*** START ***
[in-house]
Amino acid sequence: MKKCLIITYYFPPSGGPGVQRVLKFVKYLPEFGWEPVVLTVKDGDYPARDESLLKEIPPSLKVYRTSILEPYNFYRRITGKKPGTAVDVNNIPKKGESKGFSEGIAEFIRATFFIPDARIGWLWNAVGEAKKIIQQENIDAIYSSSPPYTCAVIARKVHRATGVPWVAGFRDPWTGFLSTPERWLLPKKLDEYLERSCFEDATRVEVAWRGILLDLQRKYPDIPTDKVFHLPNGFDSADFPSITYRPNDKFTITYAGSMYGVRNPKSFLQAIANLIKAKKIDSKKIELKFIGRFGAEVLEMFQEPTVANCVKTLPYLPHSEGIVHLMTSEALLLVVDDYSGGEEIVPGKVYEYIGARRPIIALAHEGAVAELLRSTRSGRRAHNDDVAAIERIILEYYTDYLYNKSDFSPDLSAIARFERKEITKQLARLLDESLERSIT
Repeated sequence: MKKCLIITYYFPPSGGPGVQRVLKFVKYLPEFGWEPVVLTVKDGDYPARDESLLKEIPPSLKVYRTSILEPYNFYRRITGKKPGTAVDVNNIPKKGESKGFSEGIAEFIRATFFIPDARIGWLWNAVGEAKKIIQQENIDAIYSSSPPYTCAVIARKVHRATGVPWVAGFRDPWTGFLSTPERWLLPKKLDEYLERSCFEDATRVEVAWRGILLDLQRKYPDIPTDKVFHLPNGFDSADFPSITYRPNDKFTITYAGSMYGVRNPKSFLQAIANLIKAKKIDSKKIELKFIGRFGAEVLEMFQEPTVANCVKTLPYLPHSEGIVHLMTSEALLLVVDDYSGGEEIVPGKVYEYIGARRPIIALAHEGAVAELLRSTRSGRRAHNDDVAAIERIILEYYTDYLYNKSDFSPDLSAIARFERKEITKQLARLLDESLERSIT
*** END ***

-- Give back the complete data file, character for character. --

[in-house]
Amino acid sequence: MKKCLIITYYFPPSGGPGVQRVLKFVKYLPEFGWEPVVLTVKDGDYPARDESLLKEIPPSLKVYRTSILEPYNFYRRITGKKPGTAVDVNNIPKKGESKGFSEGIAEFIRATFFIPDARIGWLWNAVGEAKKIIQQENIDAIYSSSPPYTCAVIARKVHRATGVPWVAGFRDPWTGFLSTPERWLLPKKLDEYLERSCFEDATRVEVAWRGILLDLQRKYPDIPTDKVFHLPNGFDSADFPSITYRPNDKFTITYAGSMYGVRNPKSFLQAIANLIKAKKIDSKKIELKFIGRFGAEVLEMFQEPTVANCVKTLPYLPHSEGIVHLMTSEALLLVVDDYSGGEEIVPGKVYEYIGARRPIIALAHEGAVAELLRSTRSGRRAHNDDVAAIERIILEYYTDYLYNKSDFSPDLSAIARFERKEITKQLARLLDESLERSIT
Repeated sequence: MKKCLIITYYFPPSGGPGVQRVLKFVKYLPEFGWEPVVLTVKDGDYPARDESLLKEIPPSLKVYRTSILEPYNFYRRITGKKPGTAVDVNNIPKKGESKGFSEGIAEFIRATFFIPDARIGWLWNAVGEAKKIIQQENIDAIYSSSPPYTCAVIARKVHRATGVPWVAGFRDPWTGFLSTPERWLLPKKLDEYLERSCFEDATRVEVAWRGILLDLQRKYPDIPTDKVFHLPNGFDSADFPSITYRPNDKFTITYAGSMYGVRNPKSFLQAIANLIKAKKIDSKKIELKFIGRFGAEVLEMFQEPTVANCVKTLPYLPHSEGIVHLMTSEALLLVVDDYSGGEEIVPGKVYEYIGARRPIIALAHEGAVAELLRSTRSGRRAHNDDVAAIERIILEYYTDYLYNKSDFSPDLSAIARFERKEITKQLARLLDESLERSIT